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It is sometimes stated, and at other times implied, that Jesus was killed for opening the doors of God’s mercy to prostitutes  and tax collectors. This is sort of true, but mostly misleading. It's true to say, and needs to be said (as I will in my sermon this upcoming Sunday), that Jesus upset some of the Jewish leaders because he extended fellowship and mercy beyond their constricted boundaries. But it is misleading to suggest that Jesus was killed for just loving too much, as if inclusive tolerance were the chief cause of his enemies' implacable intolerance.

Take Mark's Gospel, for example (I pick Mark because it's what I'm preaching through right now).  By my reckoning, Jesus is opposed once for eating with sinners (2:16), once for upsetting stereotypes about him in his hometown (6:3), a few times for violating Jewish scruples about the law (2:24; 3:6; 7:5); and several times for "blaspheming" or for claiming too much authority for himself (2:7; 3:22; 11:27-28; 14:53-64; 15:29-32, 39). As Mark's Gospel unfolds, we see the Jewish leaders increasingly hostile toward Jesus. Although the fear of the crowds stays their hand for awhile, they still try to trap Jesus and plot his destruction (8:11; 11:18; 12:12; 12:13; 14:1: 15:3, 11). There is a lot the Jewish leaders don't like about Jesus, but their most intense, murderous fury is directed toward him because he believes "I am [the Christ, the Son of the Blessed], and you will see the Son of Man seated at the right hand of Power, and coming with the clouds of heaven" (14:62).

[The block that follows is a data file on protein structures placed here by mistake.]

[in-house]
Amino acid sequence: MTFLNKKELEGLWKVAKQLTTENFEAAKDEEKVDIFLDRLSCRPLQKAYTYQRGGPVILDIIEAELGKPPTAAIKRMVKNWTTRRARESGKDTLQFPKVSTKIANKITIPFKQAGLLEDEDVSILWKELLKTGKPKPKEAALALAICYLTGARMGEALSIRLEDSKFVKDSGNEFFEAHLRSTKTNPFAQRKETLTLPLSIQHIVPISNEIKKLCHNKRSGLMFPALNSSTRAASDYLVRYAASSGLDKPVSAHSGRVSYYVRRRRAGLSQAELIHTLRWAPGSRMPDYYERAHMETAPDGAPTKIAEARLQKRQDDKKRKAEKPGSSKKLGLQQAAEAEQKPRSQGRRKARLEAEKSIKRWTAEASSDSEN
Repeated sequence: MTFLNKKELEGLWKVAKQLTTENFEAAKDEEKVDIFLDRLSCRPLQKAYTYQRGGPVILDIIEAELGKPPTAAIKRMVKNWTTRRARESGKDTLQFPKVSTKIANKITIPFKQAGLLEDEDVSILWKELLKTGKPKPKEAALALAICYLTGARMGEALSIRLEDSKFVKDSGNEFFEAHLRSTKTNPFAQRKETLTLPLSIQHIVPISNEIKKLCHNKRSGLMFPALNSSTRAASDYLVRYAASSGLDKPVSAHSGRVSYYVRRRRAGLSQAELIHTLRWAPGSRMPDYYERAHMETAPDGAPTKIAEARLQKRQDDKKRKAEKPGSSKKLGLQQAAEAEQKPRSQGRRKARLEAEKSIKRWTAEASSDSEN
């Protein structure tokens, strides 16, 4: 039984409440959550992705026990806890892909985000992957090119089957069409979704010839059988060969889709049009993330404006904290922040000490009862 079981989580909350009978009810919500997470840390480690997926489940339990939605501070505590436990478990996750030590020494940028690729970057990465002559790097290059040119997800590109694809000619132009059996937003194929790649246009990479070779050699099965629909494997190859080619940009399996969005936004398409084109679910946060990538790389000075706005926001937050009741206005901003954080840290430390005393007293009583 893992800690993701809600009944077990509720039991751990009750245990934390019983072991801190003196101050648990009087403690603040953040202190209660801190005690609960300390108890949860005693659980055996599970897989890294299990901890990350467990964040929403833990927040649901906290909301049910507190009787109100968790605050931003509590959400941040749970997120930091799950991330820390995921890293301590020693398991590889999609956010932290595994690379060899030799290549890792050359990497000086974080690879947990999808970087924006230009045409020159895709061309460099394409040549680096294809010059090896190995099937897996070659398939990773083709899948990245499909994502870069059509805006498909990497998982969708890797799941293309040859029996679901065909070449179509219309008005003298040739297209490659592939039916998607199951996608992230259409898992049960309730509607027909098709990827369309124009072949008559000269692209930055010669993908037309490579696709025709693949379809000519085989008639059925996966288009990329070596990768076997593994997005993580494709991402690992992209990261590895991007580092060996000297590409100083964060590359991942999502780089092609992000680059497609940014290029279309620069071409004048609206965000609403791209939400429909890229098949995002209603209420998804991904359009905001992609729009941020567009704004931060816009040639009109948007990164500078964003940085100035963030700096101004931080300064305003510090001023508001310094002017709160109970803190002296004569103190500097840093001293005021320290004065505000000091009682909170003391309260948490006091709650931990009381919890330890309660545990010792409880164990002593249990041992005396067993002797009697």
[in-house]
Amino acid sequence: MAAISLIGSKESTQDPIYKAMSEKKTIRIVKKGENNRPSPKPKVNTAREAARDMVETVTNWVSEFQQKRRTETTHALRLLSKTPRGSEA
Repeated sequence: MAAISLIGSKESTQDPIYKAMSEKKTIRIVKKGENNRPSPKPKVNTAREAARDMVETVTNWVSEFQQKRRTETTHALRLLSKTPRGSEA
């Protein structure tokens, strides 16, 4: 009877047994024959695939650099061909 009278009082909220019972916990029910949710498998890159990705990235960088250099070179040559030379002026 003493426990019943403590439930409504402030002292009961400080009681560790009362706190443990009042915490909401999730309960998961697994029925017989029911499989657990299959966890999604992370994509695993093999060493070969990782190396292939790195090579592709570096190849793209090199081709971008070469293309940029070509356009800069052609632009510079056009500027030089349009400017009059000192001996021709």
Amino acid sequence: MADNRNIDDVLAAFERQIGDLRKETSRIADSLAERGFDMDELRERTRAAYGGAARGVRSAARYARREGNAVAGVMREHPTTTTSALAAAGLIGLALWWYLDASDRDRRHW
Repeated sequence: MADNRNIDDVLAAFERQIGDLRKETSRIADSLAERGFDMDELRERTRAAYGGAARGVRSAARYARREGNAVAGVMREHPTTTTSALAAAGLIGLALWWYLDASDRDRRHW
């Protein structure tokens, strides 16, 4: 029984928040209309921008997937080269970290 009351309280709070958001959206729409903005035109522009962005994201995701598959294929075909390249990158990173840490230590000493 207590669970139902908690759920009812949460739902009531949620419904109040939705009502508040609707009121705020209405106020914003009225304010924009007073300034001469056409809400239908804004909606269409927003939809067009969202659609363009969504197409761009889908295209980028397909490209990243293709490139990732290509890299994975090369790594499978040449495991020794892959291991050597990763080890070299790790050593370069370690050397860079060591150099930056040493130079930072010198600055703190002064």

The four gospels, as we might expect, emphasize different aspects of their opposition.  Luke, for instance, makes more of Jesus' identification with the society's cast-offs as an issue for the Jewish leaders, while John makes more of Jesus' unique status as God's equal. But the basic outline is consistent in all four accounts. As Jesus reputation as a healer and miracle worker spreads the crowds come to him in larger and larger numbers and the elite despise him more and more.  As a general rule, Jesus was popular with the masses (the exception being in his hometown of Nazareth). And as a general rule, as his popularity (but not necessarily success) increased with the crowds, so did the opposition from the Jewish leaders.

The Jewish leaders disliked, and eventually grew to hate, Jesus for many reasons.  They accused him of many things (Mark 15:3). They were angry with him for upsetting their traditions and some of their scruples about the law. They looked down on him for eating with sinners and associating with those the culture often despised.  Most of all, they hated him because he claimed to be from God and, in fact, equal with God himself. They could not recognize his divine authority and identity.